While uncomfortable to face, exposure to patient suffering and death in the field of nursing is inevitable. With that said, most individuals who choose a career in nursing are well aware that they will witness patients in pain and loss of life. Moreover, dealing with sick and dying patients can be more frequent in certain nursing specialties, such as hospice nursing. As a result of being exposed to death and traumatic patient scenarios, some nurses may experience anxiety and depression. On the other hand, nurses can and do learn effective coping mechanisms to help them through the grieving process after losing patients.
If you are currently working as a nurse and have experienced grief or felt anxious after the death of a patient, you are not alone. Below are some ways other nurses are dealing with patient loss and grief within the healthcare system and how you can cope as well.
Recognizing Death for What It Is
For many, death can be a taboo topic. In other words, people are less inclined to speak freely about death in a positive light. However, death is a natural process that nurses will encounter time and again. While it never gets easy, acknowledging that all beings perish, especially if a patient’s death is due to natural causes (i.e., old age), could help alleviate anxiety for nurses who deal with death daily. In fact, some hospice nurses explain when a patient’s life has naturally come to an end, a nurse can find joy in the grieving process by celebrating their patient’s existence. Furthermore, nurses who have created bonds with their patients can ease in and out of the stages of grief fairly quickly by honoring the impact their patients had on them and accepting that death is a chance for a patient to finally rest. In the end (quite literally), acceptance and recognition of life cycles are some of the most effective ways for a nurse to deal with death and dying in the workplace.
Stay Connected with Other Nurses
Whether you are a nurse who frequently deals with end-of-life patient care or are in a nursing specialty that less often comes into contact with dying patients, staying connected with other nursing colleagues is essential. This connection means seeking out support or a shoulder to lean on when the death of a patient weighs heavily on your mind. In fact, having nurse friends to chat with during challenging and traumatic patient scenarios can help lessen feelings of anxiety and help cope with stress and burnout. Moreover, building and maintaining relationships at work can lighten the mood, especially when caring for sick patients. And while it may seem untimely to use humor when a patient is ill, laughing and deflection of emotions can be a short-term coping mechanism when dealing with a distressing patient outcome. Additionally, if the situation is appropriate, you can use humor to bring some cheer to your patient. When all is said and done, finding a few close nurse friends who will understand when you are feeling anxious can make navigating challenging end-of-life patient scenarios much more manageable.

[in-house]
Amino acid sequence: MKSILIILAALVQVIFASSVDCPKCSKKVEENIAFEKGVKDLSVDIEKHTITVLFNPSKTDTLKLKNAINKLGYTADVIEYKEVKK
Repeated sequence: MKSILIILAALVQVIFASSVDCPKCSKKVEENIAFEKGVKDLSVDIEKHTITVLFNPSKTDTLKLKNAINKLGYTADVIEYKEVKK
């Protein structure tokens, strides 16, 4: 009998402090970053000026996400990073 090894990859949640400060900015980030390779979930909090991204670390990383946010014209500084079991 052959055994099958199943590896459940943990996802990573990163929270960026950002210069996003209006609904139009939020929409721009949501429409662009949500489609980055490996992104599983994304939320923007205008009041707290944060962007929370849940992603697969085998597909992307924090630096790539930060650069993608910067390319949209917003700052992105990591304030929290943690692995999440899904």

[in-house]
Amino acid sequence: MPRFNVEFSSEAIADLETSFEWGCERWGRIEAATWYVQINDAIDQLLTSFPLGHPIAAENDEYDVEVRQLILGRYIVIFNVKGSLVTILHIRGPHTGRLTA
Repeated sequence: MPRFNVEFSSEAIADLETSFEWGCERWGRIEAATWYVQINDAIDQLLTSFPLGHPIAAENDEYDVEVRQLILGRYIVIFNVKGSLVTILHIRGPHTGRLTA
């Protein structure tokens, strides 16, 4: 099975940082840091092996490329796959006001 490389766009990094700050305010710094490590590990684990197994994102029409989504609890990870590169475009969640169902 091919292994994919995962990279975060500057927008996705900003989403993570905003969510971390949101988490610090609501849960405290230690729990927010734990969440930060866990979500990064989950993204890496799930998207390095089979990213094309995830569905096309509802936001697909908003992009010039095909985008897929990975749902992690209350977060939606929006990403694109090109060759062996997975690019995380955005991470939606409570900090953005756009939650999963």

Talk to a Therapist
Coming face to face with a dying patient once can stir up complex emotions. Seeing sick patients and witnessing death over and over again can lead to empathy fatigue as well as dissociation. Subsequently, there can be significant mental health consequences for nurses who are exposed to death repeatedly, such as feelings of helplessness and depression. Therefore, if you are a nurse and are beginning to experience intense feelings of grief and are unable to cope after a patient death, it may be time to talk to a therapist. Similarly, you can prepare yourself for dealing with the death of patients by building a relationship with a therapist before starting your nursing career. Because when death feels too overwhelming to face anymore, it’s okay to reach out for professional support.
Take a Breath—or a Break
Remember, you’re a nurse, not a person made of steel (although sometimes you probably wish you were). However, the reality is that you are still human and will have times when you are emotionally triggered by death. So, when nursing gets tough, you are entitled to a break. Excusing yourself while on a nursing shift for big deep breaths, crying, or a burst of anger are all warranted after witnessing the death of a patient. In other words, allow yourself to take a break if you need to release some emotions.
In the long run, learning and practicing grief coping mechanisms can help you remain mentally stable and well-equipped for handling multiple losses of life while on shift. Oh, and bear in mind, it’s okay to not be okay—always reach out if you need to.
What have been your coping mechanisms for dealing with death as a nurse? Leave a comment below.
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